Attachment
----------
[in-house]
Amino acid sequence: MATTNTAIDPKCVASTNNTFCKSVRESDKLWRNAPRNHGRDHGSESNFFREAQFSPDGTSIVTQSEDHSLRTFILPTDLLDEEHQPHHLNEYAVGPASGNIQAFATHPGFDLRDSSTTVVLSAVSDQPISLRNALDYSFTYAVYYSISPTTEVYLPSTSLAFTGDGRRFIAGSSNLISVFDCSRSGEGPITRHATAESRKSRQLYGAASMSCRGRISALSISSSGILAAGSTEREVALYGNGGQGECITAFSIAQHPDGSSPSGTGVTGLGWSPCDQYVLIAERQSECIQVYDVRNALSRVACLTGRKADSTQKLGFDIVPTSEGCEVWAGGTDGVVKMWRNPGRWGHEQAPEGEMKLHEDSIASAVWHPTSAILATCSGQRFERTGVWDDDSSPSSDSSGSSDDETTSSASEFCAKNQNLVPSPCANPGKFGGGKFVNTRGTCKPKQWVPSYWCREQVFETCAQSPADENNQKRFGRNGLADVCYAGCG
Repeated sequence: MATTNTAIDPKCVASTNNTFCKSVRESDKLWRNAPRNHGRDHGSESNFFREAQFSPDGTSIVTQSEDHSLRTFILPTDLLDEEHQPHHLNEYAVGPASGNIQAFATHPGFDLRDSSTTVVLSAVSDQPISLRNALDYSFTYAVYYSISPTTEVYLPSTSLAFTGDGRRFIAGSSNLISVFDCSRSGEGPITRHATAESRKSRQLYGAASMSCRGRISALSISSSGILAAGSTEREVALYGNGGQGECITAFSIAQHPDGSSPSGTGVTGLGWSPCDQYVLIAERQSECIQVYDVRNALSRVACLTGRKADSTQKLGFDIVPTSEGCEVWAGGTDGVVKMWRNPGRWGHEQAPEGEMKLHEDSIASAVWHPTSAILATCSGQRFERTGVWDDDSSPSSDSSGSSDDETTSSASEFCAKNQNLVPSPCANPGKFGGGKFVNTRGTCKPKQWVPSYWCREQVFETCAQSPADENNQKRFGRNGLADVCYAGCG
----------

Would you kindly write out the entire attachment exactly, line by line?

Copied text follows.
[in-house]
Amino acid sequence: MATTNTAIDPKCVASTNNTFCKSVRESDKLWRNAPRNHGRDHGSESNFFREAQFSPDGTSIVTQSEDHSLRTFILPTDLLDEEHQPHHLNEYAVGPASGNIQAFATHPGFDLRDSSTTVVLSAVSDQPISLRNALDYSFTYAVYYSISPTTEVYLPSTSLAFTGDGRRFIAGSSNLISVFDCSRSGEGPITRHATAESRKSRQLYGAASMSCRGRISALSISSSGILAAGSTEREVALYGNGGQGECITAFSIAQHPDGSSPSGTGVTGLGWSPCDQYVLIAERQSECIQVYDVRNALSRVACLTGRKADSTQKLGFDIVPTSEGCEVWAGGTDGVVKMWRNPGRWGHEQAPEGEMKLHEDSIASAVWHPTSAILATCSGQRFERTGVWDDDSSPSSDSSGSSDDETTSSASEFCAKNQNLVPSPCANPGKFGGGKFVNTRGTCKPKQWVPSYWCREQVFETCAQSPADENNQKRFGRNGLADVCYAGCG
Repeated sequence: MATTNTAIDPKCVASTNNTFCKSVRESDKLWRNAPRNHGRDHGSESNFFREAQFSPDGTSIVTQSEDHSLRTFILPTDLLDEEHQPHHLNEYAVGPASGNIQAFATHPGFDLRDSSTTVVLSAVSDQPISLRNALDYSFTYAVYYSISPTTEVYLPSTSLAFTGDGRRFIAGSSNLISVFDCSRSGEGPITRHATAESRKSRQLYGAASMSCRGRISALSISSSGILAAGSTEREVALYGNGGQGECITAFSIAQHPDGSSPSGTGVTGLGWSPCDQYVLIAERQSECIQVYDVRNALSRVACLTGRKADSTQKLGFDIVPTSEGCEVWAGGTDGVVKMWRNPGRWGHEQAPEGEMKLHEDSIASAVWHPTSAILATCSGQRFERTGVWDDDSSPSSDSSGSSDDETTSSASEFCAKNQNLVPSPCANPGKFGGGKFVNTRGTCKPKQWVPSYWCREQVFETCAQSPADENNQKRFGRNGLADVCYAGCG